It’s just different when you are going after information that is being hosted or stored. Data that’s being stored by a third-party service provider. It’s much more challenging. What we tend to see is that the attorney or the lawyer issues the subpoena to Apple, Amazon, Google, GoDaddy, PayPal, whoever. The third-party responds, and they don’t end up providing much, if any, information.
They have a bunch of objections that they make. The lawyers tend to go away at that point. They don’t get what they’re looking for. They’re not sure how to proceed. They end up really falling short of their goal. Getting that objective third-party information that the other party can’t lie about.
Let’s just start and work through the process here before we get to how to deal with some of the barriers that some of these third parties put up in order to try and make it difficult. Maybe that’s not their intent, but they do have a process. You do have to jump through the hoops if you want to get through their subpoena process. But let’s just start with the basics. How do you draft a meaningful subpoena to a third-party Internet provider?
Mallory King: Overall, your strategy needs to be focused on the specifics. Specificity is of ultimate importance here. They don’t want broad requests. They don’t want big requests. They want to know exactly what you’re asking for and essentially, they’re going to want to know why, but we’ll get to that later when we talk about objections.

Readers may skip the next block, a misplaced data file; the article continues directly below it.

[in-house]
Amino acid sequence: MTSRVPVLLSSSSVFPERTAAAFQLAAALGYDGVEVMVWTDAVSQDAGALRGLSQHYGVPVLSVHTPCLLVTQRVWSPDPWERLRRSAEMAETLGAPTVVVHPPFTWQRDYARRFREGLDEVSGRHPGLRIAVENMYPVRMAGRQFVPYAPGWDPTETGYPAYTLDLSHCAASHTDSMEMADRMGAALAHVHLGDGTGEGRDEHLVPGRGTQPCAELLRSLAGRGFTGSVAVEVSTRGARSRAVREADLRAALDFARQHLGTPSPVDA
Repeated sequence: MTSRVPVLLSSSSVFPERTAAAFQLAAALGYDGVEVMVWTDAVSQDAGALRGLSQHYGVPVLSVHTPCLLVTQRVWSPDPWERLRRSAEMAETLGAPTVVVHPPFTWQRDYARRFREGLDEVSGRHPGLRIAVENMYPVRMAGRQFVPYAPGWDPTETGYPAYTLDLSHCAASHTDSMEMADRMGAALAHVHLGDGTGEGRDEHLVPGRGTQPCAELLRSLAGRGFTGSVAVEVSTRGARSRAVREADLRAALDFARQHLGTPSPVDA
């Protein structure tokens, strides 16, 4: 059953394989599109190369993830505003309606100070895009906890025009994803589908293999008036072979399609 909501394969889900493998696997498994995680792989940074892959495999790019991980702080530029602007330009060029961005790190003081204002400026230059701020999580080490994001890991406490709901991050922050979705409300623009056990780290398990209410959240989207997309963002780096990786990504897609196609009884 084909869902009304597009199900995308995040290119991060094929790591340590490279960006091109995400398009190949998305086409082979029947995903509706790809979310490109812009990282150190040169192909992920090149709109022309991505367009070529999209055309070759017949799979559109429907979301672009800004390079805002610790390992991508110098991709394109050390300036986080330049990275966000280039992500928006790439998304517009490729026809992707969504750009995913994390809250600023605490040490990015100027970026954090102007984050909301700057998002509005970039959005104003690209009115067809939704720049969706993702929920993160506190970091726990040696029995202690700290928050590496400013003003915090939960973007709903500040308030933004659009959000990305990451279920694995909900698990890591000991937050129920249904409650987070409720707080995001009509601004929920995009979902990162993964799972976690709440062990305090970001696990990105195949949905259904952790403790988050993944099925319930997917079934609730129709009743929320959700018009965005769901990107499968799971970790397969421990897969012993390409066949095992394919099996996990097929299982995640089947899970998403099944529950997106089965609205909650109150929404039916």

Our strategy is usually that you need to make sure you’re asking for information within a reasonable date range. You want to make sure you’re covering, of course, the timeframe relevant to the case at hand, but if you’re asking for 20 years’ worth of information they’re going to be completely turned off by that.
You need to be realistic and plus, a lot of them have data retention policies where certain data isn’t even in existence anymore outside a certain date range. You want to try to limit that as much as possible. You also want to give as much information about the account holder as possible.
For instance, if you’re trying to acquire information about what the defendant in a case is doing on a particular online website, you want to give the name, their potential email, and their physical address. Any information that you have that could potentially be associated with that company’s account. This goes also for links to specific websites and products at issue.
For instance, I’ve had Amazon and Apple both tell me, “Putting that link to that product in the subpoena was what sealed the deal for us. We were able to find that for you,” or, “Putting that link to that iTunes Apple App Store account storefront is what helped us know exactly where to look.” They want this to be as easy as possible for them. The more you can give them to help them track down the information, the more like they’re going to work with you.